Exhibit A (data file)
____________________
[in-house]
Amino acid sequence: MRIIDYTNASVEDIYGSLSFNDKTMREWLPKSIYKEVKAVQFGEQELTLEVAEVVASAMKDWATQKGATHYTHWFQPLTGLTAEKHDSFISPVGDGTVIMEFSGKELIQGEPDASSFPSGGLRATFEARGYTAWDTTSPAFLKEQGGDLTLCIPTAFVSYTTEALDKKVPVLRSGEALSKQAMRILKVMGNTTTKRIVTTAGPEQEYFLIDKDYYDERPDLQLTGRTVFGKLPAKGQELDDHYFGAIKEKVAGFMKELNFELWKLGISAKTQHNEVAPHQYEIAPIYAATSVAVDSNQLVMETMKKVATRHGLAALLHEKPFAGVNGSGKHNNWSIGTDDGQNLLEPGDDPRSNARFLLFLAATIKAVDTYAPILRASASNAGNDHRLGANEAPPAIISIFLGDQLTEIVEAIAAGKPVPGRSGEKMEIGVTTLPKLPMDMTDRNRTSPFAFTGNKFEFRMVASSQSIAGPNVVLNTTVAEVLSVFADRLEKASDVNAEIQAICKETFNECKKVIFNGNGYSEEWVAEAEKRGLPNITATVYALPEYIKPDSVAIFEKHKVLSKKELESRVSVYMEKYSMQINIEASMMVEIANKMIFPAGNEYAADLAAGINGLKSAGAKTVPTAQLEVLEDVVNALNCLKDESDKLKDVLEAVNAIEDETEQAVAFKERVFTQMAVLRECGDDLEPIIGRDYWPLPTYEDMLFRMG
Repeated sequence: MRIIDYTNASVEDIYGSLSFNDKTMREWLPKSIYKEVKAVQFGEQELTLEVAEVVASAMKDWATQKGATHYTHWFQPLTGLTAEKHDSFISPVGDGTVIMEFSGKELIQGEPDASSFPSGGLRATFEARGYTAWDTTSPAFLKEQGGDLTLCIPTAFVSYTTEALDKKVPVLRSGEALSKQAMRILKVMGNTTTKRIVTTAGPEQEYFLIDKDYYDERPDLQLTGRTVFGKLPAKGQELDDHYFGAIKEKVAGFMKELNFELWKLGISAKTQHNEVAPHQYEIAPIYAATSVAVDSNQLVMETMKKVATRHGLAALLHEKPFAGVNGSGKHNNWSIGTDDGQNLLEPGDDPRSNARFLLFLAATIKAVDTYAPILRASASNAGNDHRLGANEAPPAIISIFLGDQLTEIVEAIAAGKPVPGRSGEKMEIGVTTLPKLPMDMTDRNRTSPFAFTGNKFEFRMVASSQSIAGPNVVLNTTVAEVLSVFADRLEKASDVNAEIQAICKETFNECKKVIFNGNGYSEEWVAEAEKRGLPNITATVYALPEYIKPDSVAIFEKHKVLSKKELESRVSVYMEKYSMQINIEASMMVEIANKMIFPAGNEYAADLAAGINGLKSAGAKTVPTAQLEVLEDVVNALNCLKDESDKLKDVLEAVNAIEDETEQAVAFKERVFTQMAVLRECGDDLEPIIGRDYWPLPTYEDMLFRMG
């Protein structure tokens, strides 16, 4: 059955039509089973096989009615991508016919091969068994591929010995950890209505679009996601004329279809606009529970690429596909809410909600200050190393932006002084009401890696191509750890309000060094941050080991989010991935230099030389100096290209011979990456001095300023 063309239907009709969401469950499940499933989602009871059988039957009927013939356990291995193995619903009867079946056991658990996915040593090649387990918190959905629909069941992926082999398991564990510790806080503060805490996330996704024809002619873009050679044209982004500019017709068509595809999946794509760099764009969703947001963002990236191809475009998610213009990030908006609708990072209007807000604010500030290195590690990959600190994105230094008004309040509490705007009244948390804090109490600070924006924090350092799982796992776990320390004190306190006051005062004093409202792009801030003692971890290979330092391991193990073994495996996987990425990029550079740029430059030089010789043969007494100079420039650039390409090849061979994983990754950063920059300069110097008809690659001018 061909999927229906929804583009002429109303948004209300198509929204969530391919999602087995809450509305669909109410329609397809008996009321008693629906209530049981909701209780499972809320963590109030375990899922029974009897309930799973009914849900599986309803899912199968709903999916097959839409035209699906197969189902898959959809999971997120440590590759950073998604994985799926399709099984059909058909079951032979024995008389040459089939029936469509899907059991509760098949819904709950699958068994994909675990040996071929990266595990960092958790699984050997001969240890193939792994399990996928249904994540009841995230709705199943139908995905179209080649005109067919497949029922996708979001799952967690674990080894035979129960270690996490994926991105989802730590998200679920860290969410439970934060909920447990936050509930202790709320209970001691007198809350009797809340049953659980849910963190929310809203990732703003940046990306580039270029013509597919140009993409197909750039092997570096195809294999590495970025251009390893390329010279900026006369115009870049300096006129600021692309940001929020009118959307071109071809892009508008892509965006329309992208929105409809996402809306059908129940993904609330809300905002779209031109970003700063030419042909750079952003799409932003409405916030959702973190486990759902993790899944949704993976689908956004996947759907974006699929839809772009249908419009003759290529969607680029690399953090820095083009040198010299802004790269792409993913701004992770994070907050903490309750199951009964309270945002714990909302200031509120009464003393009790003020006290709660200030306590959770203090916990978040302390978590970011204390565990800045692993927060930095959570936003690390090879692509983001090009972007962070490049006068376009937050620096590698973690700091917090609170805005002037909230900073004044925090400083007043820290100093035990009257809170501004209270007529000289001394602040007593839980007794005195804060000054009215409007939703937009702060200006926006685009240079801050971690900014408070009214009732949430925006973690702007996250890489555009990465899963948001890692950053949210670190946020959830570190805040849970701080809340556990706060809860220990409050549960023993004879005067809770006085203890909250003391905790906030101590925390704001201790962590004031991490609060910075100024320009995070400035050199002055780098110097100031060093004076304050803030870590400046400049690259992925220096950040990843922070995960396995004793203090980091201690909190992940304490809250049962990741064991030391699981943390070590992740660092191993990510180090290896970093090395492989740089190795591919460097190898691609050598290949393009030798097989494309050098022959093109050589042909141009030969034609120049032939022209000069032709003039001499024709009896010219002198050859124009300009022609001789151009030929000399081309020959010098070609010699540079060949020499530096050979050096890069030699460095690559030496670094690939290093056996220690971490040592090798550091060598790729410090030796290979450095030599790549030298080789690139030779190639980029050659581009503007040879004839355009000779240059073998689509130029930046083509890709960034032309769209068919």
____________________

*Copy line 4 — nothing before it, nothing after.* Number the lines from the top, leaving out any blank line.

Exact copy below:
């Protein structure tokens, strides 16, 4: 059955039509089973096989009615991508016919091969068994591929010995950890209505679009996601004329279809606009529970690429596909809410909600200050190393932006002084009401890696191509750890309000060094941050080991989010991935230099030389100096290209011979990456001095300023 063309239907009709969401469950499940499933989602009871059988039957009927013939356990291995193995619903009867079946056991658990996915040593090649387990918190959905629909069941992926082999398991564990510790806080503060805490996330996704024809002619873009050679044209982004500019017709068509595809999946794509760099764009969703947001963002990236191809475009998610213009990030908006609708990072209007807000604010500030290195590690990959600190994105230094008004309040509490705007009244948390804090109490600070924006924090350092799982796992776990320390004190306190006051005062004093409202792009801030003692971890290979330092391991193990073994495996996987990425990029550079740029430059030089010789043969007494100079420039650039390409090849061979994983990754950063920059300069110097008809690659001018 061909999927229906929804583009002429109303948004209300198509929204969530391919999602087995809450509305669909109410329609397809008996009321008693629906209530049981909701209780499972809320963590109030375990899922029974009897309930799973009914849900599986309803899912199968709903999916097959839409035209699906197969189902898959959809999971997120440590590759950073998604994985799926399709099984059909058909079951032979024995008389040459089939029936469509899907059991509760098949819904709950699958068994994909675990040996071929990266595990960092958790699984050997001969240890193939792994399990996928249904994540009841995230709705199943139908995905179209080649005109067919497949029922996708979001799952967690674990080894035979129960270690996490994926991105989802730590998200679920860290969410439970934060909920447990936050509930202790709320209970001691007198809350009797809340049953659980849910963190929310809203990732703003940046990306580039270029013509597919140009993409197909750039092997570096195809294999590495970025251009390893390329010279900026006369115009870049300096006129600021692309940001929020009118959307071109071809892009508008892509965006329309992208929105409809996402809306059908129940993904609330809300905002779209031109970003700063030419042909750079952003799409932003409405916030959702973190486990759902993790899944949704993976689908956004996947759907974006699929839809772009249908419009003759290529969607680029690399953090820095083009040198010299802004790269792409993913701004992770994070907050903490309750199951009964309270945002714990909302200031509120009464003393009790003020006290709660200030306590959770203090916990978040302390978590970011204390565990800045692993927060930095959570936003690390090879692509983001090009972007962070490049006068376009937050620096590698973690700091917090609170805005002037909230900073004044925090400083007043820290100093035990009257809170501004209270007529000289001394602040007593839980007794005195804060000054009215409007939703937009702060200006926006685009240079801050971690900014408070009214009732949430925006973690702007996250890489555009990465899963948001890692950053949210670190946020959830570190805040849970701080809340556990706060809860220990409050549960023993004879005067809770006085203890909250003391905790906030101590925390704001201790962590004031991490609060910075100024320009995070400035050199002055780098110097100031060093004076304050803030870590400046400049690259992925220096950040990843922070995960396995004793203090980091201690909190992940304490809250049962990741064991030391699981943390070590992740660092191993990510180090290896970093090395492989740089190795591919460097190898691609050598290949393009030798097989494309050098022959093109050589042909141009030969034609120049032939022209000069032709003039001499024709009896010219002198050859124009300009022609001789151009030929000399081309020959010098070609010699540079060949020499530096050979050096890069030699460095690559030496670094690939290093056996220690971490040592090798550091060598790729410090030796290979450095030599790549030298080789690139030779190639980029050659581009503007040879004839355009000779240059073998689509130029930046083509890709960034032309769209068919």